Spain’s New Right-Wing Government Collides with the Indignados

We’re but a few months into the reign of the recently elected People’s Party government that is fully subscribed to European Union pact of austerity. This past weekend over a million came out to protest the worsening of labor conditions that the right-wing government trumpets as labor reform. While this outpouring of opposition from a country ravaged by the economic crisis attracted some international media attention, a showdown in Valencia has escalated and tapped into the energy and frustration of demonstrations led by youths last summer.

As reported in El Pais, what was originally a few dozen students protesting cuts at one school in Valencia has now turned into nation wide protests following indiscriminate assaults by police on students:

From this excessive force, a “Valencian Spring” has taken hold, a protest title dominating social media and increasingly Spanish print media. More significant however is the mobilization across Spain’s various autonomous communities. In Madrid, Barcelona, Grenada, CordobaSeville and cities in between, thousands have descended of headquarters of the conservative party to condemn the violence and education cuts. This wave of solidarity matches the resolve of students in Valencia who’ve carried out three straight days of large protests demanding the resignations of the guilty officials, insisting they’ll return each day to the streets until this small measure of justice is achieved.

Facing this austerity drive guarded by phalanxes of armored riot police, it is easy to forget this country has an unemployment rate higher than Greece. The austerity program is further surrendering a future that already last summer was acknowledged by youths as a concept auctioned off for the exclusive enjoyment of the wealthy. What youths in Spain have is a life suspended between adulthood and years of education meant to prep them for that adulthood.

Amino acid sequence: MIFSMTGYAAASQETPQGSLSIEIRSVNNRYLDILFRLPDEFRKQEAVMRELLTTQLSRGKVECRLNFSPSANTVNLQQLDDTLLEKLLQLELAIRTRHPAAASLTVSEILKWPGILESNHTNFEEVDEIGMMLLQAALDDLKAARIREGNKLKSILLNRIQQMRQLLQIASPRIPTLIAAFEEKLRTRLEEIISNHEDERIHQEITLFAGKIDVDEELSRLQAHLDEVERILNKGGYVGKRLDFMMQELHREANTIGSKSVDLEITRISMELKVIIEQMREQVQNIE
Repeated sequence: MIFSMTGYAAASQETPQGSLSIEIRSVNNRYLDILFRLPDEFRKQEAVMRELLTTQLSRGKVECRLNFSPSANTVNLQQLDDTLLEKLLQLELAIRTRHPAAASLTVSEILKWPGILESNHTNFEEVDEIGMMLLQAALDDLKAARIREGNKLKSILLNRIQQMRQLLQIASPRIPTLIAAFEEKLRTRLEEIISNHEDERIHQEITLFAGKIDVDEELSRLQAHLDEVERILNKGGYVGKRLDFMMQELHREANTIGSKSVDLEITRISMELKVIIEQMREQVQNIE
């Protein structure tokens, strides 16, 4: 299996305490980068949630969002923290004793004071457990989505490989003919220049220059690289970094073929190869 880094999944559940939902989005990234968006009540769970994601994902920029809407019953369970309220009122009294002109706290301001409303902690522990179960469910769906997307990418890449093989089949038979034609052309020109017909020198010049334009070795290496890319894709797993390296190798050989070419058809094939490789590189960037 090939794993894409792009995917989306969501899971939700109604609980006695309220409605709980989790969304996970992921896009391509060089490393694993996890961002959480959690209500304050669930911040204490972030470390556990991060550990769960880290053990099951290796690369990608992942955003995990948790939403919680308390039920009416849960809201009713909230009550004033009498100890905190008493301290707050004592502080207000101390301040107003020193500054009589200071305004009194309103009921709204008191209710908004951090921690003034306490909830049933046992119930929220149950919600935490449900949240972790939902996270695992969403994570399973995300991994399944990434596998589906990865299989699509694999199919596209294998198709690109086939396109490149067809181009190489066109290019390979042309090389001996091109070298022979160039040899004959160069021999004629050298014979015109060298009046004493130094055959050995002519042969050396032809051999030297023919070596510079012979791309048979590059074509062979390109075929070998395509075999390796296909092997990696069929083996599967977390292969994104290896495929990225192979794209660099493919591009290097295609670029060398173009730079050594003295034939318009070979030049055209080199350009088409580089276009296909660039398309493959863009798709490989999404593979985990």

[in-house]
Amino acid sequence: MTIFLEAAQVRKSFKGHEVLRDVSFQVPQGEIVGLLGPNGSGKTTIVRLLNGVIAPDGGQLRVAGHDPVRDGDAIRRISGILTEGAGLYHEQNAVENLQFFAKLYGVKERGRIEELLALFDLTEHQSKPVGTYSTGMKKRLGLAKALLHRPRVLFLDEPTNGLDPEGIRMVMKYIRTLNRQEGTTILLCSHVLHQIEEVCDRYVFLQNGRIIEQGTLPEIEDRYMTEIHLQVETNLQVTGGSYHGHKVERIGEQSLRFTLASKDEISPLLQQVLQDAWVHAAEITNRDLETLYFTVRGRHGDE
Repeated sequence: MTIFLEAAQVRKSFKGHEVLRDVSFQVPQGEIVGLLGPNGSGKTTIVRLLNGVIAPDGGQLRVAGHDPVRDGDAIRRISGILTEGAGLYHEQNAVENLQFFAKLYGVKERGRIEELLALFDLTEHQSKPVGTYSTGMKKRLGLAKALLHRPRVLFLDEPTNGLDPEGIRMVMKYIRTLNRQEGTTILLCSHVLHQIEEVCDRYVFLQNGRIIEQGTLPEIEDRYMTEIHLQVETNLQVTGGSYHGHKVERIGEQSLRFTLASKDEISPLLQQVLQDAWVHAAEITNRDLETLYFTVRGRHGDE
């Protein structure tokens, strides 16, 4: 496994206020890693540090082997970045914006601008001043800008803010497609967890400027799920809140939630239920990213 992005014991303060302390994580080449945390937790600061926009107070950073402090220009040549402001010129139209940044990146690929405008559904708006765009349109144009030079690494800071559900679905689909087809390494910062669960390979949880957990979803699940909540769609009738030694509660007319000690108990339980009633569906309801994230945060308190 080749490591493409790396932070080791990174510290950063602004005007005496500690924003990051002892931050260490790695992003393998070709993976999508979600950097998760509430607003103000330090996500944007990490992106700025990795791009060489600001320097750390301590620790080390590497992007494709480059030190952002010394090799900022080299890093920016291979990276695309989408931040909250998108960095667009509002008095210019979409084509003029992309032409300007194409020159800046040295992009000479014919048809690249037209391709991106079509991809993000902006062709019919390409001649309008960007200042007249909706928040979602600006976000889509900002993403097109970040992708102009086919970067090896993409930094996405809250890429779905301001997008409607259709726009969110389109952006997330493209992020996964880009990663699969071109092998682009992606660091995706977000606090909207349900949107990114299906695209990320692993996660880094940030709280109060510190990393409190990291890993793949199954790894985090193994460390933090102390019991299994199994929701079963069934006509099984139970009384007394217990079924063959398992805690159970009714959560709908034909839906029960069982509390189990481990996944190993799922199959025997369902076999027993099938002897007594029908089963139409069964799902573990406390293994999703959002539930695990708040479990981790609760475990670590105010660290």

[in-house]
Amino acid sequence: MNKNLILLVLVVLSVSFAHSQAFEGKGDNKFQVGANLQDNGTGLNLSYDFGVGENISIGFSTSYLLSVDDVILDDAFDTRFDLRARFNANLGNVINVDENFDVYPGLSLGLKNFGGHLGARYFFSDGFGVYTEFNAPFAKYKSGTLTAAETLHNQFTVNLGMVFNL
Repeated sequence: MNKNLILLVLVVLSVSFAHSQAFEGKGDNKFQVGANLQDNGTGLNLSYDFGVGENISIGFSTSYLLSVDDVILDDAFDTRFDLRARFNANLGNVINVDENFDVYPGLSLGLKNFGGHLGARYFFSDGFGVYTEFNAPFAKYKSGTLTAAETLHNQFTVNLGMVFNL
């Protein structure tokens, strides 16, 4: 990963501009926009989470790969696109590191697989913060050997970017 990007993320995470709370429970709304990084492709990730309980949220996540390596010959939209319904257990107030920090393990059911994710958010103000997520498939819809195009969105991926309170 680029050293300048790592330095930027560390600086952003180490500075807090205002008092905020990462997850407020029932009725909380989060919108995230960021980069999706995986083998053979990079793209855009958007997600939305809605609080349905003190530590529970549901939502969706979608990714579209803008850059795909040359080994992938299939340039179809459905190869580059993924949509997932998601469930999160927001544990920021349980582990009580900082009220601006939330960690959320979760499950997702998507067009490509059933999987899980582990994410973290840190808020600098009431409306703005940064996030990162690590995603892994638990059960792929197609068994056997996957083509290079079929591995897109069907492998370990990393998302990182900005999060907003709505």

There’s a sense dispossession to the outrage, a sense grounded in reality as college graduates find themselves living at home with no job or working for free while trying to place one foot through the door of paid employment. This is a potent sense of dispossession across Europe. It is all the more potent in Spain where a government is now telling youths that the solution to their unemployment is to better advantage employers. This won’t bring Spain’s political class anything but misery. Huge numbers of Spanish youths broke from the neoliberal consensus last summer and they won’t be lured back by its most hardline and right-wing elements. Instead, they’re calling for resignations. As the Valencian Spring plays out, they’ll also be looking for what will replace these politicians defending their education cuts with police batons.


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